In a press conference about the discovery, the team said that physical exploration was a possibility, but that would be up to the relevant authorities to decide. Accessing the chamber would require significant drilling at the site, causing damage to the pyramid. The team said technologies currently being developed could make exploration as non-invasive as possible. They say one option could be drilling a very small hole and using a tiny flying robot to explore the chamber.

A view inside the Grand Gallery. ScanPyramids mission

Spence said exploration with the least invasive techniques is preferable: "I would think it would be a pity to try to go into it because they would have to drill an awful long way, it would damage the monument and they might not be able to say an awful lot about it. [But scientists are] coming up with such exciting methods of imaging now that they can collect more info in those ways non-invasively. That's really exciting when you can get info without having to damage monument in the process."

How was Giza's Great Pyramid built?

This is one of the biggest archaeological mysteries of all time. As the scientists note in the Nature paper, our understanding of the Great Pyramid mostly comes from architectural surveys and comparative studies with other pyramids.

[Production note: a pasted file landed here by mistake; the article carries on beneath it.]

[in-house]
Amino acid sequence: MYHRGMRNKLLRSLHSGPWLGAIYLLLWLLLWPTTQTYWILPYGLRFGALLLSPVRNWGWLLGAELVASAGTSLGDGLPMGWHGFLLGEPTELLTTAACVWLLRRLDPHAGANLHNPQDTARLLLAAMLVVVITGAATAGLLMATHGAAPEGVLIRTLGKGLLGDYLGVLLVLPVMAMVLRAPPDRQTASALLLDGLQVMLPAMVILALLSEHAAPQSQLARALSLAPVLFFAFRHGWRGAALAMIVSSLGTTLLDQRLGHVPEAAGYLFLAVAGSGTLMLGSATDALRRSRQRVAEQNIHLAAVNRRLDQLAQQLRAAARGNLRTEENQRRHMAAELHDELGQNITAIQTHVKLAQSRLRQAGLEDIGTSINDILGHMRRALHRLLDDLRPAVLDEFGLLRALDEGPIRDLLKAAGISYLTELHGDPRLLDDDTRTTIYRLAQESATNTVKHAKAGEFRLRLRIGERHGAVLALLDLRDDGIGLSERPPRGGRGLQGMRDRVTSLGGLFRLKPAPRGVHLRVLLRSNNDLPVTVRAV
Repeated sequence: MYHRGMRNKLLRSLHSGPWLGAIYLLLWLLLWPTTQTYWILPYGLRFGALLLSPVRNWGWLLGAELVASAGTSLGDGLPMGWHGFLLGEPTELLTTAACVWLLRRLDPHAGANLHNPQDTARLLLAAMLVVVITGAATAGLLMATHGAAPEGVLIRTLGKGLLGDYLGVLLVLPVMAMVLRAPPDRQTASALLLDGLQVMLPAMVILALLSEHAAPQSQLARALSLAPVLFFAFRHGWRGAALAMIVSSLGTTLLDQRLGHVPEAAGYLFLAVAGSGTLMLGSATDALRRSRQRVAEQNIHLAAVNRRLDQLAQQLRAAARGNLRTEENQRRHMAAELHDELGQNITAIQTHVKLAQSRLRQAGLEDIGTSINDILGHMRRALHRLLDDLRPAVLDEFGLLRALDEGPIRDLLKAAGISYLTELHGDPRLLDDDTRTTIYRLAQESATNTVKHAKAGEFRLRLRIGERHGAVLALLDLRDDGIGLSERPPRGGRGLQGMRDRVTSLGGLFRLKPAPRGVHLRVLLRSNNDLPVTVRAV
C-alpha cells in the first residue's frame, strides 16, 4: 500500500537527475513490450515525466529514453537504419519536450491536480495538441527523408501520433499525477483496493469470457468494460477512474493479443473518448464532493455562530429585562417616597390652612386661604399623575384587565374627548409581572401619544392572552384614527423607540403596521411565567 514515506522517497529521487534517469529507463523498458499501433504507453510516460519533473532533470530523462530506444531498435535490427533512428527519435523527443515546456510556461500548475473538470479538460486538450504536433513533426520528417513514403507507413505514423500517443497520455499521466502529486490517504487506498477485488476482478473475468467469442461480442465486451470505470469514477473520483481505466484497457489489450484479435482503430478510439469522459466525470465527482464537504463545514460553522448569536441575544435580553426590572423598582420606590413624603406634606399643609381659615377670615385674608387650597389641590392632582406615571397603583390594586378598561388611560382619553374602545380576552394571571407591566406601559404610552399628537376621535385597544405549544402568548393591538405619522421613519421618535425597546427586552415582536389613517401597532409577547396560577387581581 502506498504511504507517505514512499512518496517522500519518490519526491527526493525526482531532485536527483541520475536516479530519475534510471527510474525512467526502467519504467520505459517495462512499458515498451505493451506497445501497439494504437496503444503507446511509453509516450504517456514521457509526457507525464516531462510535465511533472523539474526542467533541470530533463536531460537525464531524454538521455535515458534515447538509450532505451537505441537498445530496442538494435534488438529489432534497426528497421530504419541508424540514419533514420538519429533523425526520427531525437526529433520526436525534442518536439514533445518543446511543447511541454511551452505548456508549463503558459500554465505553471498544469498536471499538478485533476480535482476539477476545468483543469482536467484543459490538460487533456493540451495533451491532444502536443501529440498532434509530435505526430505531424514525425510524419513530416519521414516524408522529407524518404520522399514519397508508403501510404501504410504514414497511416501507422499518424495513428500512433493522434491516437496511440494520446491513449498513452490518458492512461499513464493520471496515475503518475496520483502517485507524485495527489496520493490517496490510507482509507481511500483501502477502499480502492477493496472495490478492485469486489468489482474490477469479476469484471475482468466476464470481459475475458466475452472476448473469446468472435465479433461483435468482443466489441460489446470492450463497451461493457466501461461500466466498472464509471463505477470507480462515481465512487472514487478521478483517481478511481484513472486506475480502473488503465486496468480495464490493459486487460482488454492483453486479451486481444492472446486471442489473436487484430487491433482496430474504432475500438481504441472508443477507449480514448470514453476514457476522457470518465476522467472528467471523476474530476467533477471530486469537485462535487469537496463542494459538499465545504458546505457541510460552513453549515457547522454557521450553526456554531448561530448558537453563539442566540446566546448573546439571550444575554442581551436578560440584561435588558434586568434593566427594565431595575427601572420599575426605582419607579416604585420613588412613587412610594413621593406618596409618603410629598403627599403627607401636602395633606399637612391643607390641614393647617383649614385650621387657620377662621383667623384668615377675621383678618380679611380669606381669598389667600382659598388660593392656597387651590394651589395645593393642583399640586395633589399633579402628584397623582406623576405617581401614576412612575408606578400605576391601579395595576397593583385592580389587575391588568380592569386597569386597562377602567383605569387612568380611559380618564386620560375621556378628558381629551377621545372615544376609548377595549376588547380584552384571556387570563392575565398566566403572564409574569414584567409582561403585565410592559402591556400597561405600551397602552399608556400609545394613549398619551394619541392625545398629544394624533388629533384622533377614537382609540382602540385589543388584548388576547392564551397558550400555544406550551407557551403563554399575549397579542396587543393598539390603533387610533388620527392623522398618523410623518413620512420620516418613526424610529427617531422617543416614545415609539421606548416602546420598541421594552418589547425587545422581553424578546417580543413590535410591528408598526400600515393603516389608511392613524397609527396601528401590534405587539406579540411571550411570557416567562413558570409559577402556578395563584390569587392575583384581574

"One of the problems we have with the great pyramid is there are no direct parallels for the internal structure of it," Spence, who was not involved in the study, said. "It's quite unusual, and when it's unusual and nobody has written anything down about it, it can be very difficult to interpret what's going on."

The only known document that references the pyramid's construction were discovered in 2013, but they only described the logistics of the building work—like how the huge stones used were transported to the site—rather than the architectural planning.

If the newly discovered void was an integral part of the construction process, it should give us a far better understanding of how the ancient Egyptians planned and built this huge structure.